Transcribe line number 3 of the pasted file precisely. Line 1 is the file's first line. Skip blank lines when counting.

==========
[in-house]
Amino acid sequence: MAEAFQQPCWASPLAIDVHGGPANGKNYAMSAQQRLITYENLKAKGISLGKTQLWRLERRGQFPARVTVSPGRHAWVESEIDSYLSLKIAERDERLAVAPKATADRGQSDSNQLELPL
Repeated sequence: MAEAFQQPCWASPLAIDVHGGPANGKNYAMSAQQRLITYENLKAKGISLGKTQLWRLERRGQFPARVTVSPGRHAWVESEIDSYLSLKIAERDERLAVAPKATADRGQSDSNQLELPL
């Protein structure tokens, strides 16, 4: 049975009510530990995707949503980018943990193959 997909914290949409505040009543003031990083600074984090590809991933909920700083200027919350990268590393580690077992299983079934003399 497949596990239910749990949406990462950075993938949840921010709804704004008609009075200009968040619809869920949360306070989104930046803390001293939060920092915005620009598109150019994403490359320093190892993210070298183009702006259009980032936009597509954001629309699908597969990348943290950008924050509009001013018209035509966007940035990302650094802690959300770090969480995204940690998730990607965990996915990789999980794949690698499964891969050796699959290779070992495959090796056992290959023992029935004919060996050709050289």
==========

Repeated sequence: MAEAFQQPCWASPLAIDVHGGPANGKNYAMSAQQRLITYENLKAKGISLGKTQLWRLERRGQFPARVTVSPGRHAWVESEIDSYLSLKIAERDERLAVAPKATADRGQSDSNQLELPL